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Outa urges Ramaphosa to dump Ministers Mantashe, Nzimande, Chikunga

Image of Gwede Mantashe

Minister of Mineral Resources and Energy Gwede Mantashe

21st June 2024

By: Thabi Shomolekae

Creamer Media Senior Writer

     

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Ahead of President Cyril Ramaphosa’s much anticipated new Cabinet appointments, the Organisation Undoing Tax Abuse (Outa) is urging him not to reappoint Minister of Mineral Resources and Energy Gwede Mantashe, Higher Education Minister Dr Blade Nzimande and Transport Minister Sindisiwe Chikunga.

Outa also suggests that Ramaphosa consider reducing the size of the new Cabinet.

Outa CEO Wayne Duvenage cited systemic inefficiencies, mismanagement, irregularities in procurement processes and corruption, which he said had been observed in all three departments.

“Reappointing these Ministers would perpetuate poor performance, with more negative consequences for the country, further impacting service delivery to the people,” he said.

Duvenage said that it believed meaningful change for the better would come if Ramaphosa appointed “the right people” to Cabinet, noting that under Mantashe, the mining cadastre system had collapsed, impacting negatively on transparency and investment in South Africa’s mining sector.

“In addition, the lack of transparency when it comes to diesel procurement for Eskom’s peak power usage and other dubious activities on his watch, coupled with his alleged involvement in State capture transactions as reported by Chief Justice Raymond Zondo, make Mantashe unfit for any Cabinet role,” he said.

In discussing Nzimande’s alleged shortcomings, Duvenage pointed to procurement irregularities in the sectoral education and training authorities, universities, technical and vocational education and training colleges, and the National Student Financial Aid Scheme.

Meanwhile, he highlighted that Chikunga’s short tenure as the Minister of Transport and her previous role as deputy minister has been disappointing, pointing to challenges with road safety, corruption in driver’s licence testing and inefficiencies in the Natis vehicle registry system.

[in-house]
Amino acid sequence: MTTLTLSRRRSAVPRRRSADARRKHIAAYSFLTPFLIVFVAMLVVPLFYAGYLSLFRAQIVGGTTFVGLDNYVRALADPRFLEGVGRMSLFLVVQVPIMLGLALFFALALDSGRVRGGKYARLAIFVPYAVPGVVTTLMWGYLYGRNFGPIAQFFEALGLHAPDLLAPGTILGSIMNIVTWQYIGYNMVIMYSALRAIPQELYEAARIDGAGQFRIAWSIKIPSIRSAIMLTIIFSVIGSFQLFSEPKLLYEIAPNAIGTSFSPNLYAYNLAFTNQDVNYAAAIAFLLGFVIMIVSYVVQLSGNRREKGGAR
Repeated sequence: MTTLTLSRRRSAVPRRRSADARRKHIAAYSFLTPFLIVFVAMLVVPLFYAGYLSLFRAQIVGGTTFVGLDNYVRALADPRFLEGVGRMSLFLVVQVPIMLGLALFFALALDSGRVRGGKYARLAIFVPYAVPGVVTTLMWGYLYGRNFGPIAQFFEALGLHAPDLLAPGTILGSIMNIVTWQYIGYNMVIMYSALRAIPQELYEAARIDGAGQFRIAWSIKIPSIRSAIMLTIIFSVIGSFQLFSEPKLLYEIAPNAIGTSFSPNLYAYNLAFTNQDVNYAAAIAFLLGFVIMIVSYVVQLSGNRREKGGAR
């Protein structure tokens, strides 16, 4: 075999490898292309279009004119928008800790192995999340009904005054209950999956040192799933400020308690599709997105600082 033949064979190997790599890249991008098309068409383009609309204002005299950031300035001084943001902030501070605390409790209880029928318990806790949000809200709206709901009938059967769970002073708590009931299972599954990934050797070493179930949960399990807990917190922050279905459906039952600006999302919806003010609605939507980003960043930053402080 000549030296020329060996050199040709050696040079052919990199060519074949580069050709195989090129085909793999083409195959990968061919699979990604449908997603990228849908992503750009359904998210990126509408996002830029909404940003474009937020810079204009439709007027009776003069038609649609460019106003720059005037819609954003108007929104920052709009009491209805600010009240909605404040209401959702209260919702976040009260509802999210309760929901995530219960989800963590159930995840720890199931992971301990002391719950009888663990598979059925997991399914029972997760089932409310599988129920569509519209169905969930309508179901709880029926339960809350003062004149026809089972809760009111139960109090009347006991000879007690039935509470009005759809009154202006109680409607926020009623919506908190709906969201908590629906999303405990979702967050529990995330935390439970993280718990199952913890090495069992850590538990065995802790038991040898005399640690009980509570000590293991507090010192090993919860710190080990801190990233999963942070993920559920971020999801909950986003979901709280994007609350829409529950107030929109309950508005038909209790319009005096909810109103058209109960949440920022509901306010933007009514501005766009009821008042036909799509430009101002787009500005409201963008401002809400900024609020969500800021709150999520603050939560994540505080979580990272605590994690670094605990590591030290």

He mentioned the recent reversal of the decision to extend the validity period of the driver’s licence from five to eight years, “with no meaningful explanation”.

Further, he stated a lack of transparency by the Road Traffic Management Corporation in fee increases for relicensing and registration of vehicles, as well as a lack of transparency and maladministration by the Road Traffic Infringement Agency.

“Outa has engaged with several whistleblowers over the years from departments within these ministries, and our investigation and research shows ineptitude and a lack of will to address the many gross inefficiencies and system challenges in these departments. These problems have been a burden to our country and its citizens, and increased the cost of living and doing business in South Africa,” Duvenage said.

Outa also singled out Police Minister Bheki Cele’s performance in the Police Ministry and Basic Education Minister Angie Motshekga’s tenures, which it says have been grossly inadequate.

“New and strong leadership is critical in addressing the decline in education standards and improving policing effectiveness in fighting growing levels of serious crime,” said Duvenage.

Meanwhile, he praised Minister of Water and Sanitation Senzo Mchunu’s leadership, noting that he “is doing a great job in undoing the damage caused by his predecessors”, Nomvula Mokonyane and Lindiwe Sisulu.

“We commend Minister Mchunu for his efforts, proactive approach and leadership. He has made significant strides in managing water resources and replacing him would definitely be a setback for the department,” he said.

Duvenage said Ramaphosa had an opportunity to make “bold” changes, which he said were needed to improve the state of the country.

“Our commitment as a civil action organisation is to improve governance for the benefit of all South Africans. We will remain vigilant and ensure that those in leadership are held to the highest standards of accountability and transparency,” he said.

Edited by Sashnee Moodley
Senior Deputy Editor Polity and Multimedia

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